Period of Spanish rule from 1509 when the Spanish first colonized Panama, to 1819 when Panama was granted independence with the rest of the countries in what was then New Granada. This period, spanning over hundreds of years, was represented by the rule of outsiders, which resulted in a cultural, social, and even psychological transformation of inhabitants. The conquering Spanish in the colonial period were only concerned with economic gain for Spain, so mining of precious metals and export crop economies were established in the colonies (Chasteen). These intertwined the colony's economics with Spain, leading to Panama's economy being dependent on Spain. As the colony grew, it was unable to establish independent means of income, which later secured Panama's future as a country dependent on external factors.
Even before the construction of the railroad and the Panama Canal by the US, Panama’s most valuable commodity was its position as the thinnest land bridge between the Pacific and Atlantic Oceans. Panama was first discovered to be an isthmus in 1513 with Vasco Núñez de Balboa’s expedition to the Pacific and has been a site of international transport between the oceans since. Throughout its control of Panama, the Spanish Crown used the isthmus as its shipping point of precious goods from the Pacific side of South America, such as gold and silver back to Spain (US Dept. of State). From the time of Spanish occupation to today, Panama’s economic success has been highly dependent on the international importance of the isthmus, as became evident with the decline of the Spanish empire in the 1700s. Panama’s economy quickly declined with the decreased transit of goods between the oceans. It never really recovered until the mid 1800’s when US began moving gold from California across the isthmus, first by mule train and then railroad.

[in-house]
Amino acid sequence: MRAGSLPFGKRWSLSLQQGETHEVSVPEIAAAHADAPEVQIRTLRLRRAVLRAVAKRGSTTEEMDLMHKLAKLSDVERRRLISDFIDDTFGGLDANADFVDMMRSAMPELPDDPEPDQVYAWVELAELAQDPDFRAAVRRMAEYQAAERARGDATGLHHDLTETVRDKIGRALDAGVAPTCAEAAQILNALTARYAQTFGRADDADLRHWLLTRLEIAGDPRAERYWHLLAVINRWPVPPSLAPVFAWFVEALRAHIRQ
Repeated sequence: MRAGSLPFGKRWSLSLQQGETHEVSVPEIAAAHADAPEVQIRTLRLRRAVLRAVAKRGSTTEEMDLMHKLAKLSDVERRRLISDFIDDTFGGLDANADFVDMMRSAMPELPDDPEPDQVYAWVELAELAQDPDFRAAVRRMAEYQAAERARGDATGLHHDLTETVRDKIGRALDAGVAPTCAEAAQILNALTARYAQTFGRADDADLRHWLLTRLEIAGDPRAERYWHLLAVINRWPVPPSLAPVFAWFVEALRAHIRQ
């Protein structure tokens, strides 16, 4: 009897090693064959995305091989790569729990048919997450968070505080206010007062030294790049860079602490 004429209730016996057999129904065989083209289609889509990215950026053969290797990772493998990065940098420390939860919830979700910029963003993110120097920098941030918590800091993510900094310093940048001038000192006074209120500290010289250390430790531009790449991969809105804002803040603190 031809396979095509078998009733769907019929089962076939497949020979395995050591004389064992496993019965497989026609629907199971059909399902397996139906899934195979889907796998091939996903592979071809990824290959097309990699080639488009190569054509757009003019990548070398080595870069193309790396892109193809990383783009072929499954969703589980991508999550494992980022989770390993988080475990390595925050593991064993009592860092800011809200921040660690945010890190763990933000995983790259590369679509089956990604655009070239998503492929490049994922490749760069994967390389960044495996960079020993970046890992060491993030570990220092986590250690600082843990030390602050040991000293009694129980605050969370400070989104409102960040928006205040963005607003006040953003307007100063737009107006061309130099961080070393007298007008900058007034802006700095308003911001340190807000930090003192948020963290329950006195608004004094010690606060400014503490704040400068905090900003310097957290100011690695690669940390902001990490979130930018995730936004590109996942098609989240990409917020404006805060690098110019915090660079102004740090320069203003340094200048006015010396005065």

Port City DependencyEdit
Panamanian port towns in the 1600s were dependant on the Silver Fleet from Chile to Spain for their livelihoods. For the majority of the year when the Silver Fleet was not in port, the Panamanian towns were nearly deserted. This made them prime targets for English privateers such as Admiral Henry Morgan, evidenced by the sack of both Portobello and Panama in 1668 and 1670, respectively (Earle). The towns also depended on the Spanish fleet for news from Spain as well as supplies for defense and additional men to guard their towns (Earle). This dependency on Spain left the colonies in economic slums for the majority of the year, as well as leaving them defenseless against the privateers.